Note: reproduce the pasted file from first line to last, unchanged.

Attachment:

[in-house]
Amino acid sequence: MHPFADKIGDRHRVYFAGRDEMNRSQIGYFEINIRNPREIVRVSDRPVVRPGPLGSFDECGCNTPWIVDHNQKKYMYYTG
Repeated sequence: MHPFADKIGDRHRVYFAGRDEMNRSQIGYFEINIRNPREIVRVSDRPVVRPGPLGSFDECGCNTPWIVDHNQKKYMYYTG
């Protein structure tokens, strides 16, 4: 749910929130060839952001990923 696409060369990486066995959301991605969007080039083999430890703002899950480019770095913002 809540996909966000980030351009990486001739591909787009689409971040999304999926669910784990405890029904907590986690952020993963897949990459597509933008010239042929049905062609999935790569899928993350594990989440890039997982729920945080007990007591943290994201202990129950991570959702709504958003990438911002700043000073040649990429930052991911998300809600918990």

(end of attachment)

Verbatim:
[in-house]
Amino acid sequence: MHPFADKIGDRHRVYFAGRDEMNRSQIGYFEINIRNPREIVRVSDRPVVRPGPLGSFDECGCNTPWIVDHNQKKYMYYTG
Repeated sequence: MHPFADKIGDRHRVYFAGRDEMNRSQIGYFEINIRNPREIVRVSDRPVVRPGPLGSFDECGCNTPWIVDHNQKKYMYYTG
């Protein structure tokens, strides 16, 4: 749910929130060839952001990923 696409060369990486066995959301991605969007080039083999430890703002899950480019770095913002 809540996909966000980030351009990486001739591909787009689409971040999304999926669910784990405890029904907590986690952020993963897949990459597509933008010239042929049905062609999935790569899928993350594990989440890039997982729920945080007990007591943290994201202990129950991570959702709504958003990438911002700043000073040649990429930052991911998300809600918990």